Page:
David Fincher and Trent Reznor on Mank: ‘People were like: Huh. This is very niche’

The director and the rock star composer have now collaborated on four films and discuss their work on the overwhelming Oscar favourite, plus why Bird Box made no sense and whether Fight Club could come to Broadway

Ryan Gilbey
March 25, 2021
The Guardian

One of the US’s greatest living directors is keeping his camera switched off for our Zoom call, but he sounds so cheerful – “Hey! It’s Fincher!” – that he might as well be communicating in smiley-face emojis. Perhaps it is the effect of the 10 Oscar nominations announced a few days earlier for Mank, his acclaimed, affectionate film about the writing of Citizen Kane. Meanwhile, Trent Reznor – who, with his musical partner in Nine Inch Nails, Atticus Ross, has composed the scores for all the director’s movies since 2010 – joins the call a moment later, and proves less camera-shy. He pops up in a brown tracksuit, seated beside a keyboard in a bright, cluttered room. Fincher gives him a chipper greeting: “Trent-O!”

They are here to discuss a partnership that has spanned four pictures: the Facebook origin story The Social Network, the thrillers The Girl With the Dragon Tattoo and Gone Girl, and now Mank. It has also brought awards nominations for each of them, as well as an Oscar in 2011 for the baleful, festering music composed by Reznor and Ross for The Social Network, their first film score. I congratulate both men on their most recent nominations. Reznor has received two this year for his scores with Ross: one for Mank, the other for the Pixar fantasy Soul. “It’s brought the ratio down a bit,” he says softly. “It was always nice being able to say: ‘One film, one win.’”

Those 10 nods, which include Fincher’s third for best director, mean that Mank has more nominations than any other film in contention, though perhaps it doesn’t do to get carried away: The Irishman, another prestigious Netflix title, got the same number last year but left empty handed. It feels perverse, though, that a movie about an Oscar-winning writer (Herman J Mankiewicz, played by Gary Oldman) has been overlooked in the best original screenplay category.

“Listen, you can’t expect other people to see the exact same value in things that you do,” Fincher says. “That’s just childish. Ten’s nice. I got no complaints about 10. He won’t be upset.”

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How the Horror Flop ‘The Empty Man’ Became the Great Cult Movie of 2020

Director David Prior’s cosmic thriller got buried in theaters last year, but the film is already on the path to resurrection.

Dan Jackson
March 23, 2021
Thrillist

“We transmit. You receive.” —The Empty Man

When the twist-filled cosmic horror mind-bender The Empty Man was unceremoniously dumped in theaters last October, its writer and director David Prior wasn’t even sent a link to the final version of the film by the studio. More than four years before, he’d pitched the movie to 20th Century Fox, a perhaps unconventional home for such a strange project, and, after the company was acquired by Disney in 2019, Prior’s debut feature slipped through the corporate cracks. In the middle of a global pandemic, The Empty Man was released with one misleading trailer, which marketed the two-hour-plus saga as another urban legend-inspired teen thriller, and minimal promotional fanfare. Unsurprisingly, it bombed, grossing just over $4 million worldwide. Prior transmitted and almost no one received.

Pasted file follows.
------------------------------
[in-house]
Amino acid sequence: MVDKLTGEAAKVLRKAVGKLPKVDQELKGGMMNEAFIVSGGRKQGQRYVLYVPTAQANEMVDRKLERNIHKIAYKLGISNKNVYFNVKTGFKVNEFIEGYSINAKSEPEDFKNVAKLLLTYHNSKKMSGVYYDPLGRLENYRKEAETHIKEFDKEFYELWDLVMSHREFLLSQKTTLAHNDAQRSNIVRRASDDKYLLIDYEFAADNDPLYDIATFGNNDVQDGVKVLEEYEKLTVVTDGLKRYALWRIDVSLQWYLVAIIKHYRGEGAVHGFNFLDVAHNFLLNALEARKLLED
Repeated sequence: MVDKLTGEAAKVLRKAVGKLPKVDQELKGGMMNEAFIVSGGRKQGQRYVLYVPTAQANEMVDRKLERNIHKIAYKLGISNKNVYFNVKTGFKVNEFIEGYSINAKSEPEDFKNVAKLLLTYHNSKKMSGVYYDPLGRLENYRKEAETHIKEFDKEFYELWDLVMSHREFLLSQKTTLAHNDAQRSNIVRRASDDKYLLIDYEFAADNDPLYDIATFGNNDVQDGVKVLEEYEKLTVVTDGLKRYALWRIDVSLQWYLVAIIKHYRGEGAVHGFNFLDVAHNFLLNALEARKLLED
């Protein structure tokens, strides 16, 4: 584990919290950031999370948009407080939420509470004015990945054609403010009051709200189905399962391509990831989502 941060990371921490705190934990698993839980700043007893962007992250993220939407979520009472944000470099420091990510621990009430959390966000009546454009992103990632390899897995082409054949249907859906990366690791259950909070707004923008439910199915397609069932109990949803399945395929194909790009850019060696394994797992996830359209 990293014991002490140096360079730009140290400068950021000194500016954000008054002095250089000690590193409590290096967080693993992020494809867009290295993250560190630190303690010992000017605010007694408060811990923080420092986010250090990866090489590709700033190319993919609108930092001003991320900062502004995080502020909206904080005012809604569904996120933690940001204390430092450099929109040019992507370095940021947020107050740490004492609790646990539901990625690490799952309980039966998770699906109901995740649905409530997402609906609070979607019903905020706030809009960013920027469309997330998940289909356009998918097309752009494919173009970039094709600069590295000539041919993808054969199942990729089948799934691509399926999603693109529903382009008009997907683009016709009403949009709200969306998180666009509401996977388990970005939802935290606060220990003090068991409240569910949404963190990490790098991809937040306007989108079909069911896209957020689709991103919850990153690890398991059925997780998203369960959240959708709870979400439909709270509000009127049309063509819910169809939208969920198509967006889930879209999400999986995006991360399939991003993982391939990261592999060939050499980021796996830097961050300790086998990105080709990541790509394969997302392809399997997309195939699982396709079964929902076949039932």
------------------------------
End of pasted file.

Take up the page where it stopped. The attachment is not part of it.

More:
Adapted from a Boom! Studios comic by the writer Cullen Bunn and artist Vanesa R. Del ReyThe Empty Man was initially sold to Fox in 2016 as a stylish horror mystery infused with thematic ambiguity, existential dread, and a dash of Lovecraftian terror. James Badge Dale plays ex-detective James Lasombra, a grief-stricken widower whose friend Nora (Marin Ireland) enlists him to help find her daughter Amanda (Sasha Frolova) after she disappears. Amanda and her teenage friends may or may not have summoned the Empty Man, a mystical entity with an odd connection to a cult-like organization called the Pontifex Institute, led by a charismatic leader played by Stephen Root of Office Space and Barry. (I’ve been describing it to friends as The Girl with the Dragon Tattoo meets The Ring.) In his early conversations with executives, Prior compared it to Mulholland Drive rather than something in The Conjuring universe or the Blumhouse arsenal. In the writing stage, executives even encouraged him to expand the film’s lengthy opening, a snowbound tale of hikers in Bhutan’s Ura Valley who stumble upon a sinister cave.

The Empty Man‘s journey to the big screen quickly unraveled. In some ways, the story has all the hallmarks of classic Hollywood fiasco: a shoot plagued by bad weather, disastrous test screenings, fights over runtime, studio meddling, a breakdown in communication, and an ambitious first-time director threading potentially alienating material into familiar genre fare. (Not many horror movies have a prominent shot of a high school named after a famous French philosopher.) In other ways, it’s a uniquely modern tale of mounting corporate neglect, expiring tax rebates, confusing IP mismanagement, and slow-building social media advocacy.

Are audiences hungry for movies like The Empty Man? The movie’s box office performance would suggest a definitive no, but, since becoming available as a digital rental in 2021, the film has taken on a second life online, where podcast hosts and viewers on platforms like Twitter and Letterboxd have sung its praises, turning it into the rare 21st century studio project that earns the over-used descriptor of “cult movie.”

Prior, who began his career working on a DVD of the 1999 horror movie Ravenous and later directed special features for David Fincher films like Zodiac and The Social Network, has a keen awareness of how his movie plays into certain narratives. Over a Google Hangout, he spoke with the combination of weary cynicism and wounded pride that often accompanies someone who has been through an ordeal. “It’s amazing how trenchant Barton Fink is about the way the Hollywood system really works,” he noted early in the conversation.